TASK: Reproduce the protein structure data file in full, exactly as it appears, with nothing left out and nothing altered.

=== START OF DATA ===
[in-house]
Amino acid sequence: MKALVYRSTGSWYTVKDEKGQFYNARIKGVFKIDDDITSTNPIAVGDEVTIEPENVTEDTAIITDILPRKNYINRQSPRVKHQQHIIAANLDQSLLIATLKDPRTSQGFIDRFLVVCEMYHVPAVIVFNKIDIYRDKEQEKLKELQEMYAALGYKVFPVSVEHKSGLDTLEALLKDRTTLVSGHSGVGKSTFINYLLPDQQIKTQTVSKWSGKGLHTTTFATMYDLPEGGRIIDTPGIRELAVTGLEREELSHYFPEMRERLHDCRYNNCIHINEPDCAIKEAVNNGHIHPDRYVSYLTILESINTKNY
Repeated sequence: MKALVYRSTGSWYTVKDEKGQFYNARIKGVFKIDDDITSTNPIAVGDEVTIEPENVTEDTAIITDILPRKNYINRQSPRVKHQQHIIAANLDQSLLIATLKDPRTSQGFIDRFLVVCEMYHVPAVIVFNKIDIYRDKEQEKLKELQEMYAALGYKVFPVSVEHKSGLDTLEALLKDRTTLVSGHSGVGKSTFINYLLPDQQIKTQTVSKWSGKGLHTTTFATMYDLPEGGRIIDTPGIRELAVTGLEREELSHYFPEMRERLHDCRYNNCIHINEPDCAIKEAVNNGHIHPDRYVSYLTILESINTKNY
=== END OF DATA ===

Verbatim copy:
[in-house]
Amino acid sequence: MKALVYRSTGSWYTVKDEKGQFYNARIKGVFKIDDDITSTNPIAVGDEVTIEPENVTEDTAIITDILPRKNYINRQSPRVKHQQHIIAANLDQSLLIATLKDPRTSQGFIDRFLVVCEMYHVPAVIVFNKIDIYRDKEQEKLKELQEMYAALGYKVFPVSVEHKSGLDTLEALLKDRTTLVSGHSGVGKSTFINYLLPDQQIKTQTVSKWSGKGLHTTTFATMYDLPEGGRIIDTPGIRELAVTGLEREELSHYFPEMRERLHDCRYNNCIHINEPDCAIKEAVNNGHIHPDRYVSYLTILESINTKNY
Repeated sequence: MKALVYRSTGSWYTVKDEKGQFYNARIKGVFKIDDDITSTNPIAVGDEVTIEPENVTEDTAIITDILPRKNYINRQSPRVKHQQHIIAANLDQSLLIATLKDPRTSQGFIDRFLVVCEMYHVPAVIVFNKIDIYRDKEQEKLKELQEMYAALGYKVFPVSVEHKSGLDTLEALLKDRTTLVSGHSGVGKSTFINYLLPDQQIKTQTVSKWSGKGLHTTTFATMYDLPEGGRIIDTPGIRELAVTGLEREELSHYFPEMRERLHDCRYNNCIHINEPDCAIKEAVNNGHIHPDRYVSYLTILESINTKNY